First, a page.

Mirasol production doused as Qualcomm chases licensing instead

Jul 23, 2012
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Mirasol production doused as Qualcomm chases licensing instead

Qualcomm has quietly confirmed that it is backing out of mirasol display production, instead looking to license the color e-paper technology amid struggles to mass-produce the screens. The news was announced by Qualcomm CEO Paul Jacobs as part of the company's financial results call last week, and described as being a strategy to "better align our updated roadmap with the addressable opportunities."

According to Jacobs, "only certain" of the mirasol products previously on Qualcomm's roadmap - i.e. certain sizes of display and certain ereaders - will now be produced and sold by the company itself. Instead, it will look to third-parties who want to adopt mirasol instead.

"With respect to QMT, we’re now focusing on licensing our next-generation mirasol display technology and will directly commercialize only certain mirasol products. We believe that this strategy will better align our updated roadmap with the addressable opportunities" Paul Jacobs, CEO, Qualcomm

mirasol's path to the marketplace hasn't been an easy one. It's been several years since we first saw the fruits of Qualcomm's labor in small screens, and took from a 2009 reveal to late 2011 for the first mirasol ereader to go on sale.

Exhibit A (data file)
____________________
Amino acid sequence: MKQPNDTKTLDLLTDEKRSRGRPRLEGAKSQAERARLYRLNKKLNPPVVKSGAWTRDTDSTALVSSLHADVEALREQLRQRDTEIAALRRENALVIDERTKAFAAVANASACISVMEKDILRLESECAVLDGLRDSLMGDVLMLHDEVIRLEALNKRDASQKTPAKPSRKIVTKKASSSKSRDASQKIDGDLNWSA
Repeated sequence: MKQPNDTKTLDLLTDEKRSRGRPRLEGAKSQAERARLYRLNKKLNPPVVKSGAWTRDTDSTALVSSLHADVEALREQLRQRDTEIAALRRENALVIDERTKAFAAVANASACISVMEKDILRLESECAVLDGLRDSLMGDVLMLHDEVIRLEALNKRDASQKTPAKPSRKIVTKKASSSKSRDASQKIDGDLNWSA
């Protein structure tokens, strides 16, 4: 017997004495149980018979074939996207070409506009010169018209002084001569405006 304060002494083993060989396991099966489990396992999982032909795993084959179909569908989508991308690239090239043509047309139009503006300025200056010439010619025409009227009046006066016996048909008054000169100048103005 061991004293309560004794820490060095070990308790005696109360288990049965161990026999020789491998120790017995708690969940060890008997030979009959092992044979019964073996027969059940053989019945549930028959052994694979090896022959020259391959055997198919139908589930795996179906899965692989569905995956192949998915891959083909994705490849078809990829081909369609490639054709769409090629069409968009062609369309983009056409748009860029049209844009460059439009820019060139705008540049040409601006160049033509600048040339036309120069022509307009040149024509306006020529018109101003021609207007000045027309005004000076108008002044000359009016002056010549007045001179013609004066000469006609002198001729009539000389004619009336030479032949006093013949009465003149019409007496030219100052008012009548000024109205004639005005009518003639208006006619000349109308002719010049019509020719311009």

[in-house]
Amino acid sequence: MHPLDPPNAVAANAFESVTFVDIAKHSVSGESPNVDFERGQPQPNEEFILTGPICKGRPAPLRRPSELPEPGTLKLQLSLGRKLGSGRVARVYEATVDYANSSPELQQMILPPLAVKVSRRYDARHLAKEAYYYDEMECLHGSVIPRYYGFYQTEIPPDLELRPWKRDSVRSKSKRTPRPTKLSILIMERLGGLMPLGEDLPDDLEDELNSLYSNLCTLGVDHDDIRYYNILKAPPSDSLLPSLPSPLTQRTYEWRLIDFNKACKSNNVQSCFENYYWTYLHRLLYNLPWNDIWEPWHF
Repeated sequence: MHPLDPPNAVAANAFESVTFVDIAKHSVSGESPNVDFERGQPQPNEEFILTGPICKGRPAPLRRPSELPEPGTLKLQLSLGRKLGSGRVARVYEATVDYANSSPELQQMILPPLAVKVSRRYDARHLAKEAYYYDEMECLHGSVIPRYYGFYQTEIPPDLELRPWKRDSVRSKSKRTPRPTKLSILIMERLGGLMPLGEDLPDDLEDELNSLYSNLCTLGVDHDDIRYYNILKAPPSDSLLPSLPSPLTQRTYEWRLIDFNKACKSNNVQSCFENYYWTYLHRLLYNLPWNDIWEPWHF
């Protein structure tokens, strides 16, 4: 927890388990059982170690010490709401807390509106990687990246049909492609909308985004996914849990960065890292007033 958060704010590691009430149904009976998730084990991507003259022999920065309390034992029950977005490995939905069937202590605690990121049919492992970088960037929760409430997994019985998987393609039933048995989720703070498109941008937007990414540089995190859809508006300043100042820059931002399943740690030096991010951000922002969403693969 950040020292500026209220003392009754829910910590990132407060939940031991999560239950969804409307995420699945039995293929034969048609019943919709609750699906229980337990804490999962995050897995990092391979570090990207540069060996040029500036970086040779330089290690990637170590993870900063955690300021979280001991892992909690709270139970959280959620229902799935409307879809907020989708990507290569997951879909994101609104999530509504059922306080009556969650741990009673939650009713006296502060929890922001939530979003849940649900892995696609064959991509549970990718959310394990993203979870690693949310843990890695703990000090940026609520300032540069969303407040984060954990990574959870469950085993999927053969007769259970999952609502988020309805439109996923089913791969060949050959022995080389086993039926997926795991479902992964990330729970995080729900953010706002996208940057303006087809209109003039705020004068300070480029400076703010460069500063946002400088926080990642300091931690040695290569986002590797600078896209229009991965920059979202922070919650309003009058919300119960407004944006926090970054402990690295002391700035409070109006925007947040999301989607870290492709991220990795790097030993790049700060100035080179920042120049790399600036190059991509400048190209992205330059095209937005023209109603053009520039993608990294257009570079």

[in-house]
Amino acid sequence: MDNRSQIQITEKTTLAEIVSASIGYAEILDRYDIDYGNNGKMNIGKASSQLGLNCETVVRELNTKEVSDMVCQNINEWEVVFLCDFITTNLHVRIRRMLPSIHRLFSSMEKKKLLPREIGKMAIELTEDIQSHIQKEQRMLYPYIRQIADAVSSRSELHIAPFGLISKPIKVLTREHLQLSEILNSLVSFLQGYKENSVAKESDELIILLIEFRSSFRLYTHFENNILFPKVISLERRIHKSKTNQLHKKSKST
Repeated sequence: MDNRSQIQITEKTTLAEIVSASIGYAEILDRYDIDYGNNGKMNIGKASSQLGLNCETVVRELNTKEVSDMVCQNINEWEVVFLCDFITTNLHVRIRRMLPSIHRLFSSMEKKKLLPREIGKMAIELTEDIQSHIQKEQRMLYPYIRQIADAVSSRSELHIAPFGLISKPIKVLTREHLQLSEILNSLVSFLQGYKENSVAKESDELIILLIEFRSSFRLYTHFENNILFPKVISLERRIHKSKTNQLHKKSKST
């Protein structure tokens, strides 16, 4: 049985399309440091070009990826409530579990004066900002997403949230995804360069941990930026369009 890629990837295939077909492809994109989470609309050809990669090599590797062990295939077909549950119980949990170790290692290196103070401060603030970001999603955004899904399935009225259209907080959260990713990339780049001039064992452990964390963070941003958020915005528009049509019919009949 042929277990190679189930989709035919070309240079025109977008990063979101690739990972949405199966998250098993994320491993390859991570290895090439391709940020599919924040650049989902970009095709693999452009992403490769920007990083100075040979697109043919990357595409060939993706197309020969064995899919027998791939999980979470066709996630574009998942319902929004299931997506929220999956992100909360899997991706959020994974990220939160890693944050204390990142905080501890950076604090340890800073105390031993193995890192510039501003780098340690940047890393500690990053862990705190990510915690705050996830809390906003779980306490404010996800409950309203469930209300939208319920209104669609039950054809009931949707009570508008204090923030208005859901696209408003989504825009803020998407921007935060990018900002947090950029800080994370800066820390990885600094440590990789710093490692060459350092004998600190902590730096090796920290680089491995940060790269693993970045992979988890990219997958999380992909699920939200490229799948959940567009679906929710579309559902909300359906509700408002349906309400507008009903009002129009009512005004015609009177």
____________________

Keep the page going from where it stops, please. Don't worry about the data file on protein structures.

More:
Along there way there have been various delays and postponed or cancelled launches, and Qualcomm has apparently struggled to meet output goals from its manufacturing facilities. There have been roughly four mirasol product launches, all using an Android-based ereader reference design of the company's own making, though market feedback has been muted.

Exactly who might jump in and license mirasol remains to be seen; Qualcomm did not mention any potential partners during the results call. The decision echoes that of Plastic Logic, another next-gen screen company which shifted its focus from device production to licensing and partnership deals, in the face of increasing competition within the low-power display market.

[via The Digital Reader; via SeekingAlpha]


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